“I missed the layup.”
Not that he could have, but Luol Deng made no excuses. With 6.8 seconds left Monday night, the Bulls finally got back into the game against the Magic, closing to within two points after Orlando swingman Arron Afflalo split a pair of free throws.
Bulls head coach Tom Thibodeau drew up an exquisite play during a timeout, with Deng inbounding to Joakim Noah and the center, perhaps the best big-man passer in the game, threw a perfect backdoor pass to the All-Star small forward — who somehow missed the game-tying layup with 2.9 seconds to go, leading to an eventual 83-82 defeat at the United Center.
“I had a good angle, great pass by Jo. I missed the shot. I knew I missed it when it left my hand,” a dejected Deng explained. “I couldn’t really grab it back. I was falling, and I couldn’t get the offensive rebound. Just a bad, bad miss on my part.
“Guys played hard. We fell behind. Give Orlando credit. Guys played hard, and we played hard enough to win the game,” he went on to say. “I missed the layup, and it’s on me. Jo made a great play. Coach drew a great play, trusted me to make that shot, and I make it most of the time. I missed it today.”
And he’s right. A shot he finishes 99 times out of 100 doesn’t go and the Bulls lose for the 11th time in 14 tries and fourth consecutive home game, and after falling to the likes of Milwaukee, Toronto, New York and Orlando recently, they’re faced with a two-game road trip, where they will take on much more powerful opponents in Houston and Oklahoma City.
It isn’t the best of stretches the Bulls are experiencing right now and could get worse before it gets better. But Thibodeau had a different take on both the game and the team’s overall outlook.
“We missed the layup. Sometimes that happens, but there were a lot of plays before that that hurt us more than that, that put us in that position. We’re missing a lot of layups right now, as a team. That’s on me. We’ve got to work harder in practice on that, so we will. We’ll get that straightened out,” the coach explained. “The rebounding, I thought, cost us. So the thing that bothered me — it wasn’t going our way — and as I said, as a team we missed a lot of layups and then we jogged back. In the end, when you lose by a point or two points or a possession, you look back at the game and that’s part of the game. There are going to be some misses, there’s going to be some mistakes. But the one thing we can control is sprinting back, so that’s something that has to be taken care of. We’ve got to have the toughness to get through tough times. So the ability to pick yourself up, not to hang your head, to keep fighting, to fight the good fight, that’s what we’ve all got to do.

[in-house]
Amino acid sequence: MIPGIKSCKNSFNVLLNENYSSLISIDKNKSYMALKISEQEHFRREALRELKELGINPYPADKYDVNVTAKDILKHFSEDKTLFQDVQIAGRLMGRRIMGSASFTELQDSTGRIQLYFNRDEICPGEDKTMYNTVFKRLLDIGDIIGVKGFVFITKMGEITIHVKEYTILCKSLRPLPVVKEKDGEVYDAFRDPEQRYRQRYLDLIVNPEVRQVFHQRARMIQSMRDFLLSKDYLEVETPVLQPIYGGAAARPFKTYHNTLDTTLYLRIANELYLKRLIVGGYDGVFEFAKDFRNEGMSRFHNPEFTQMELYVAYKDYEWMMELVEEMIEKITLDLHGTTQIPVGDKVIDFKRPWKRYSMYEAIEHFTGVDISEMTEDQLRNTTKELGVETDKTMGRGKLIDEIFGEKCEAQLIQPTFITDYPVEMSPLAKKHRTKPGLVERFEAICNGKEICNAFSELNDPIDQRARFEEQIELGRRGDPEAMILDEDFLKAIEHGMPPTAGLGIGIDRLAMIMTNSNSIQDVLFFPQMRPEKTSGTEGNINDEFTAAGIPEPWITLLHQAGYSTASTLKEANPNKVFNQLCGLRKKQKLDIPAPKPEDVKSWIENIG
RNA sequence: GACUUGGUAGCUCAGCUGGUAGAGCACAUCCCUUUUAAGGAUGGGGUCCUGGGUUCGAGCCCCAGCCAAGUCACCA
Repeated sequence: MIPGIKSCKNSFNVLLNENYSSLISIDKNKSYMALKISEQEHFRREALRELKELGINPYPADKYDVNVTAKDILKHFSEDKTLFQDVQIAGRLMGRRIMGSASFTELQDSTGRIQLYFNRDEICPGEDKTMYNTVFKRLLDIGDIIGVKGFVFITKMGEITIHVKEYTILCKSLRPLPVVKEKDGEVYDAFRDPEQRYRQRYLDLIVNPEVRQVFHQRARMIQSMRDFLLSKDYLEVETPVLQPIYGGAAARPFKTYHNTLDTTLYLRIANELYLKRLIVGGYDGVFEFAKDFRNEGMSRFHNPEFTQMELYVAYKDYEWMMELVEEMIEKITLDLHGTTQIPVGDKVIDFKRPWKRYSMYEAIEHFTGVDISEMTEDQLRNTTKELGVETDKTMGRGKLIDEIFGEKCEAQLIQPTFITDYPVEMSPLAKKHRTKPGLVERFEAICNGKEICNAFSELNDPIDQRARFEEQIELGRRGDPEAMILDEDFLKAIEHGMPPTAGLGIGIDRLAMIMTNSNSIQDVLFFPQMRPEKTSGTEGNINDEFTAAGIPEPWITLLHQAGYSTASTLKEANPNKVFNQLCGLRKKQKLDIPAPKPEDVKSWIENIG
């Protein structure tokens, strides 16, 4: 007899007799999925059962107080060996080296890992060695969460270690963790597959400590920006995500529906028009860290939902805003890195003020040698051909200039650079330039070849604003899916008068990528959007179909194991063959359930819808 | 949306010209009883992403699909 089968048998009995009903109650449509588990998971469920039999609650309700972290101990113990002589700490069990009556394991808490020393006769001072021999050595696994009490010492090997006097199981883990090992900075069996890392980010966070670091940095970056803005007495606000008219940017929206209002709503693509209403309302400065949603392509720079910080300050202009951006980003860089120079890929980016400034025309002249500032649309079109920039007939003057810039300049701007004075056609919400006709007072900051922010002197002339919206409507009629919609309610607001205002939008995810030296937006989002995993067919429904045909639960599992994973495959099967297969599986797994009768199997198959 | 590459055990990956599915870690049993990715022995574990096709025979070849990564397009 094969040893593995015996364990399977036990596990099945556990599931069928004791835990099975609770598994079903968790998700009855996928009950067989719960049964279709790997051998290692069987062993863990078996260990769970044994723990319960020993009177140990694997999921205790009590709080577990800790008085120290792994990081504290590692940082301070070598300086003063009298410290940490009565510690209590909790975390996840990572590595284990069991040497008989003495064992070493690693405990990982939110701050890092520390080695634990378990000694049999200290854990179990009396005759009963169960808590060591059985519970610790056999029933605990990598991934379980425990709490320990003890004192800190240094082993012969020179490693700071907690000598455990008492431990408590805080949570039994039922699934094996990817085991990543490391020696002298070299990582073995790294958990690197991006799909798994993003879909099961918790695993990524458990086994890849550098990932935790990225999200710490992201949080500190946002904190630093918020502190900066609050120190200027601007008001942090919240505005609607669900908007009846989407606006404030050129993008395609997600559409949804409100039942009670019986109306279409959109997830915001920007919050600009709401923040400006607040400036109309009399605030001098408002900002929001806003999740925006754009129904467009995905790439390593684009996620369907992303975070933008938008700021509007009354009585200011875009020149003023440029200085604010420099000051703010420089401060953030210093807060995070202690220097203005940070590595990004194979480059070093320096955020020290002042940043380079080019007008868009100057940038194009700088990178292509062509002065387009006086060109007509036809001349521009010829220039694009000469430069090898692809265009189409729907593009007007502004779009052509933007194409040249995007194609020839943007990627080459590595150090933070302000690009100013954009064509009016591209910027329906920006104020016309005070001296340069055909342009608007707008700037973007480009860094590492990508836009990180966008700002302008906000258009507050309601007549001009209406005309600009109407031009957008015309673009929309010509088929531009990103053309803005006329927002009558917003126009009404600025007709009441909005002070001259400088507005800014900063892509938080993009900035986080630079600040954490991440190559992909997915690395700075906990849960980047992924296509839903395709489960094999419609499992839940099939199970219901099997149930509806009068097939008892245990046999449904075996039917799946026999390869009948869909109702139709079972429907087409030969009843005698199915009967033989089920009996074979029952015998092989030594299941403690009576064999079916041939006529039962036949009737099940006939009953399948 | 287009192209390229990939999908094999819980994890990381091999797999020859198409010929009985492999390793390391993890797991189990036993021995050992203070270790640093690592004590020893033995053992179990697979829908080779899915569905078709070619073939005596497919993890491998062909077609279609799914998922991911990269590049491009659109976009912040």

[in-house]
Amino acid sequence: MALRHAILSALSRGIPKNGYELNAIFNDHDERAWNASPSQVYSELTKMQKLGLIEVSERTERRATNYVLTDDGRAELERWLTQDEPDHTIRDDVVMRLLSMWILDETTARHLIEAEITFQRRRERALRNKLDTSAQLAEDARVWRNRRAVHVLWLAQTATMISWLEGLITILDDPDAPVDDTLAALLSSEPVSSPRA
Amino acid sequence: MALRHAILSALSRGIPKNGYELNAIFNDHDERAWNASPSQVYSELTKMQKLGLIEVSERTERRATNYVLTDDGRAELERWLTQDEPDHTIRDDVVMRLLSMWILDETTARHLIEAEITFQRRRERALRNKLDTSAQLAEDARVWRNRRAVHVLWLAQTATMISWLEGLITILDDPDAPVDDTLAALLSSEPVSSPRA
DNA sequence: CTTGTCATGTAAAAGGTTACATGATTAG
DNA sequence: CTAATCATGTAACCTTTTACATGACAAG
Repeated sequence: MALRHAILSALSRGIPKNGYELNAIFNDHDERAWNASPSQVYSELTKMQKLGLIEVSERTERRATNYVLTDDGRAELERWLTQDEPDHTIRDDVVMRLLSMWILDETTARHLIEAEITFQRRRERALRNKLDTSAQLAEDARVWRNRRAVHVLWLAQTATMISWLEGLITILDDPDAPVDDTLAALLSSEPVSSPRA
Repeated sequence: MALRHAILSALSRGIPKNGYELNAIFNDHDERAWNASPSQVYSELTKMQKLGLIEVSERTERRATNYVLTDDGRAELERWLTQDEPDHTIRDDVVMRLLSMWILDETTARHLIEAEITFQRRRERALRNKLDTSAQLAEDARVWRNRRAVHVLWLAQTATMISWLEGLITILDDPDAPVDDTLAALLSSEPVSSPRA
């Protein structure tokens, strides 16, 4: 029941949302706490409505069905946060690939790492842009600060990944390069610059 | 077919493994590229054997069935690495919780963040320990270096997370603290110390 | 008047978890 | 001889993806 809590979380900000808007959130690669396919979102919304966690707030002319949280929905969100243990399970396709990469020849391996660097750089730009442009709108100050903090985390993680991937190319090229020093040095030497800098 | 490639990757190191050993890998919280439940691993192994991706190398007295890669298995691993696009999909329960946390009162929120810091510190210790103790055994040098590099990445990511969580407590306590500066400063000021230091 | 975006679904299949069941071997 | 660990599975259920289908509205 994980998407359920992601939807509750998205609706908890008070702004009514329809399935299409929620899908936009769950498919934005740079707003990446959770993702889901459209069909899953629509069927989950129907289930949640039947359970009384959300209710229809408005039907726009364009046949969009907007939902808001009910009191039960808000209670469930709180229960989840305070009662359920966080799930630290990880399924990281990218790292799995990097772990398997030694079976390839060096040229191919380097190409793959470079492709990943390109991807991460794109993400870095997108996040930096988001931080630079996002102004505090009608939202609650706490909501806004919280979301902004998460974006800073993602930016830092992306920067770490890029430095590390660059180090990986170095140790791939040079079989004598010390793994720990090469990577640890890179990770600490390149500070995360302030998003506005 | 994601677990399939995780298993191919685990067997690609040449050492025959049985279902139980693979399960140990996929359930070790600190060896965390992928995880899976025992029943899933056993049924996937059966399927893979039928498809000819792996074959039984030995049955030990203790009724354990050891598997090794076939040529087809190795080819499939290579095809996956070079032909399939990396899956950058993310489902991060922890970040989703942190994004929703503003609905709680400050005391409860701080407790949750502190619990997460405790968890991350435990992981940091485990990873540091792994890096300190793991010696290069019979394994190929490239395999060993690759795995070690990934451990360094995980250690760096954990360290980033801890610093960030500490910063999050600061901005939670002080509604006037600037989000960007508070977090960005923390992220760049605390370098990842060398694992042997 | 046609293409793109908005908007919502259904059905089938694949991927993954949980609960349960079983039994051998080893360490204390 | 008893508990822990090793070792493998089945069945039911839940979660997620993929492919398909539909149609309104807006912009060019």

“We were down big, and I thought we started grinding. When we did that, we started playing a lot harder and we came back, and we had a shot at it. But you hate to be playing from behind all the time. I think it’s important to be playing with the lead, so I think readiness to play is critical. I think right now, we have some different combinations out there and we haven’t had a lot of practice time,” he continued. “So when we do practice, when we get into our shootarounds and stuff, I think the intensity of the shootaround has to be greater because essentially, that’s our practice, and so we’ve got to make sure that we do our drills in practice with the intensity that we’re going to have to do them in the game, so that it’s not something different and so I think we can do that. The one thing I do know is that when this team practices well, they play well. So we’ve got to get back to that.”
All inspiring, motivating stuff, but what really sticks out is how Thibodeau attempted to take the blame for not only Deng’s miss but the entire squad’s ineffective finishing around the basket. Read it again: “We’re missing a lot of layups right now, as a team. That’s on me. We’ve got to work harder in practice on that, so we will. We’ll get that straightened out.”
When asked exactly how he, a coach, was responsible for his players’ missed layups, Thibodeau was ready with an answer.
“Because my job is to make sure we’re ready to make our layups, so we obviously have to work harder in practice on taking layups and making layups and doing them at a game-like speed. So I’m going to put more into that. So that part is on me,” he explained. “We usually do it (practice layups) all the time. Usually, every practice we do it, and so we’ve gotten away (from it) in the past couple of days and it shows, so that part is on me and I’m going to get that corrected.”
When that explanation was posed to Noah, the All-Star center was confused.
“Correct us missing layups in practice?” he repeated.
[HIGHLIGHTS: Bulls can't complete comeback in loss to Magic]
But his resolve about how to get the team out of its funk, particularly after his pointed comments following Saturday’s loss to Toronto, was clear.
“You win together, you lose together. It’s not pointing fingers at anybody when things get hard. It’s what we can do better as a team. I’d never point any fingers at any player or any coach or anybody. It’s just all of us as a unit. We have to do a better job of getting this done,” Noah said. “I think we’ve got a resilient group. Losing is really hard, there’s adversity right now, but we’ve got to find a way to correct it. Nobody has all the answers. I just know our spacing is terrible right now, we’re not getting any easy baskets and we’ve just got to find a way to do better.”
It sounds good, and because they've done it before, you want to believe them. But right now, even though their honesty is admirable, there's no telling when good intentions will turn into on-court results.